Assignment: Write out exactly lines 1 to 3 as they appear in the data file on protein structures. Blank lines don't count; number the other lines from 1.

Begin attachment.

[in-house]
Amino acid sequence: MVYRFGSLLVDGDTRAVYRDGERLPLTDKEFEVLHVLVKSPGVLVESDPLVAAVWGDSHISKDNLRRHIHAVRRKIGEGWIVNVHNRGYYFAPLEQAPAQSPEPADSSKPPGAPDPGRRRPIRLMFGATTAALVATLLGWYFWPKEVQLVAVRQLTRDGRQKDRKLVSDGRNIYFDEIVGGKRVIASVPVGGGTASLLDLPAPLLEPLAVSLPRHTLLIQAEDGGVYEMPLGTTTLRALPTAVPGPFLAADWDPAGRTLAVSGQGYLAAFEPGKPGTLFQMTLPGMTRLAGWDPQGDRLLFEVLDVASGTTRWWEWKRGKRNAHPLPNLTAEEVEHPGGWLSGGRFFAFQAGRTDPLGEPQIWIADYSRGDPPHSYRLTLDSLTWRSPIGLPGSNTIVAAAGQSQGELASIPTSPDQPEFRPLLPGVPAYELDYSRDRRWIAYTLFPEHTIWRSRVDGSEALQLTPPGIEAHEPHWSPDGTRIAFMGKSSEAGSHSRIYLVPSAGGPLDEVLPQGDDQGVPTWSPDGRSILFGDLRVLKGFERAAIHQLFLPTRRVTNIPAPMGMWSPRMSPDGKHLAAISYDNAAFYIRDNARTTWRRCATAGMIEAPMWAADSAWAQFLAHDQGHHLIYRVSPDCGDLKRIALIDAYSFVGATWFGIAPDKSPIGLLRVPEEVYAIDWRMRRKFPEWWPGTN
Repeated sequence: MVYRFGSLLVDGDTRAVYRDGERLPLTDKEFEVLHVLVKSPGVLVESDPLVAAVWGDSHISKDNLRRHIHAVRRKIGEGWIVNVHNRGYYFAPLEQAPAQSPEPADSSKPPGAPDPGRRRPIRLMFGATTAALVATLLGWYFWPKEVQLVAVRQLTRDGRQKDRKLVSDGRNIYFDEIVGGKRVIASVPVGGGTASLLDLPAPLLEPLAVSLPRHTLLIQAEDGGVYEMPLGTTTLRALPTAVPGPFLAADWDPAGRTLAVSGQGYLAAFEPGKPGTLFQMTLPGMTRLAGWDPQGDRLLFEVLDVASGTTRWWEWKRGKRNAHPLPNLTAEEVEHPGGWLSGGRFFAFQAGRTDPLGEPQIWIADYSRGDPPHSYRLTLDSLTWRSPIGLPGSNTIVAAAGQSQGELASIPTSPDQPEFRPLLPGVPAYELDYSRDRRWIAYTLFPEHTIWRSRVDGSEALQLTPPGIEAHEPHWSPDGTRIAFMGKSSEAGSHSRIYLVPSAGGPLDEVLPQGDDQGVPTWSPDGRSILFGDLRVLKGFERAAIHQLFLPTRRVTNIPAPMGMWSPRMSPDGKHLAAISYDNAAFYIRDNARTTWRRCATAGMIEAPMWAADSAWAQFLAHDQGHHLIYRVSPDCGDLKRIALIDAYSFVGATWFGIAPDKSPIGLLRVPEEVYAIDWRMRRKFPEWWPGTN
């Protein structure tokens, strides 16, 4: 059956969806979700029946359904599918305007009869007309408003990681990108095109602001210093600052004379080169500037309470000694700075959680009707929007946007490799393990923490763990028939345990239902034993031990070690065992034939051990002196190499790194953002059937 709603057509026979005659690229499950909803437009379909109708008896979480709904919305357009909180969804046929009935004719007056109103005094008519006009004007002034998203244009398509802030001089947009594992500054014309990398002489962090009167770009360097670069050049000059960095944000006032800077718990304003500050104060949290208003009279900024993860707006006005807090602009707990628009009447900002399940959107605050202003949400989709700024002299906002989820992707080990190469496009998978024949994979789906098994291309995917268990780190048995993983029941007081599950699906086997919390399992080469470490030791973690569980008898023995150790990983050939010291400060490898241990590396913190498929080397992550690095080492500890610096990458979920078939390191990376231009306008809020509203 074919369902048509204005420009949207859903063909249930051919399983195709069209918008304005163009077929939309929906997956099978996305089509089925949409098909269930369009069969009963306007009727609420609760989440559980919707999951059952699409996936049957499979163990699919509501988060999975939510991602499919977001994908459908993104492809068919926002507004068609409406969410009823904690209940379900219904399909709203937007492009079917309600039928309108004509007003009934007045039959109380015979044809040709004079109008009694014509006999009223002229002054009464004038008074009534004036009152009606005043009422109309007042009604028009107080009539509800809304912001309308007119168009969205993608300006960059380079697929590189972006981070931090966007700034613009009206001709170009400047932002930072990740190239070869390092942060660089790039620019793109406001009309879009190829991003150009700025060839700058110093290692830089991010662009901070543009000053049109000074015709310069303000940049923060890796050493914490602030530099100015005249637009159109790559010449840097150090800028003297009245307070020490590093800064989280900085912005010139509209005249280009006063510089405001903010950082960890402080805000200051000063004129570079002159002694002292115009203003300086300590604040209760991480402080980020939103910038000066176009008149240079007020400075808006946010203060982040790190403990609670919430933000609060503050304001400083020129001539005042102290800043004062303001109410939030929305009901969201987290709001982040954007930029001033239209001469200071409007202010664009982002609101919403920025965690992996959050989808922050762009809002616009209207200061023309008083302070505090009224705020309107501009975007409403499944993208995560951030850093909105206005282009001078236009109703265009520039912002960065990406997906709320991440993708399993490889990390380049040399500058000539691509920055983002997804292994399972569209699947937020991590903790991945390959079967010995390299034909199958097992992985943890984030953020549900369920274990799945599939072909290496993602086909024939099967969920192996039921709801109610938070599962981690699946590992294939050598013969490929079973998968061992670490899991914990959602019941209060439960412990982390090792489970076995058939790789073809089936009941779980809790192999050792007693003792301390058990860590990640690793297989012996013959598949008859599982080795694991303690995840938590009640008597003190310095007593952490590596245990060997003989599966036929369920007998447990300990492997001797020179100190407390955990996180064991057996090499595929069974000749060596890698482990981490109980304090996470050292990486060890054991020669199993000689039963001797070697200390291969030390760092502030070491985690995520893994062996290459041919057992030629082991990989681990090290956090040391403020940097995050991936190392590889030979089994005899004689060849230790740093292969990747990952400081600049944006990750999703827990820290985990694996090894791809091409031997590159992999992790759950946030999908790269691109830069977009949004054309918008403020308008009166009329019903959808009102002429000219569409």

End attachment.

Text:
[in-house]
Amino acid sequence: MVYRFGSLLVDGDTRAVYRDGERLPLTDKEFEVLHVLVKSPGVLVESDPLVAAVWGDSHISKDNLRRHIHAVRRKIGEGWIVNVHNRGYYFAPLEQAPAQSPEPADSSKPPGAPDPGRRRPIRLMFGATTAALVATLLGWYFWPKEVQLVAVRQLTRDGRQKDRKLVSDGRNIYFDEIVGGKRVIASVPVGGGTASLLDLPAPLLEPLAVSLPRHTLLIQAEDGGVYEMPLGTTTLRALPTAVPGPFLAADWDPAGRTLAVSGQGYLAAFEPGKPGTLFQMTLPGMTRLAGWDPQGDRLLFEVLDVASGTTRWWEWKRGKRNAHPLPNLTAEEVEHPGGWLSGGRFFAFQAGRTDPLGEPQIWIADYSRGDPPHSYRLTLDSLTWRSPIGLPGSNTIVAAAGQSQGELASIPTSPDQPEFRPLLPGVPAYELDYSRDRRWIAYTLFPEHTIWRSRVDGSEALQLTPPGIEAHEPHWSPDGTRIAFMGKSSEAGSHSRIYLVPSAGGPLDEVLPQGDDQGVPTWSPDGRSILFGDLRVLKGFERAAIHQLFLPTRRVTNIPAPMGMWSPRMSPDGKHLAAISYDNAAFYIRDNARTTWRRCATAGMIEAPMWAADSAWAQFLAHDQGHHLIYRVSPDCGDLKRIALIDAYSFVGATWFGIAPDKSPIGLLRVPEEVYAIDWRMRRKFPEWWPGTN
Repeated sequence: MVYRFGSLLVDGDTRAVYRDGERLPLTDKEFEVLHVLVKSPGVLVESDPLVAAVWGDSHISKDNLRRHIHAVRRKIGEGWIVNVHNRGYYFAPLEQAPAQSPEPADSSKPPGAPDPGRRRPIRLMFGATTAALVATLLGWYFWPKEVQLVAVRQLTRDGRQKDRKLVSDGRNIYFDEIVGGKRVIASVPVGGGTASLLDLPAPLLEPLAVSLPRHTLLIQAEDGGVYEMPLGTTTLRALPTAVPGPFLAADWDPAGRTLAVSGQGYLAAFEPGKPGTLFQMTLPGMTRLAGWDPQGDRLLFEVLDVASGTTRWWEWKRGKRNAHPLPNLTAEEVEHPGGWLSGGRFFAFQAGRTDPLGEPQIWIADYSRGDPPHSYRLTLDSLTWRSPIGLPGSNTIVAAAGQSQGELASIPTSPDQPEFRPLLPGVPAYELDYSRDRRWIAYTLFPEHTIWRSRVDGSEALQLTPPGIEAHEPHWSPDGTRIAFMGKSSEAGSHSRIYLVPSAGGPLDEVLPQGDDQGVPTWSPDGRSILFGDLRVLKGFERAAIHQLFLPTRRVTNIPAPMGMWSPRMSPDGKHLAAISYDNAAFYIRDNARTTWRRCATAGMIEAPMWAADSAWAQFLAHDQGHHLIYRVSPDCGDLKRIALIDAYSFVGATWFGIAPDKSPIGLLRVPEEVYAIDWRMRRKFPEWWPGTN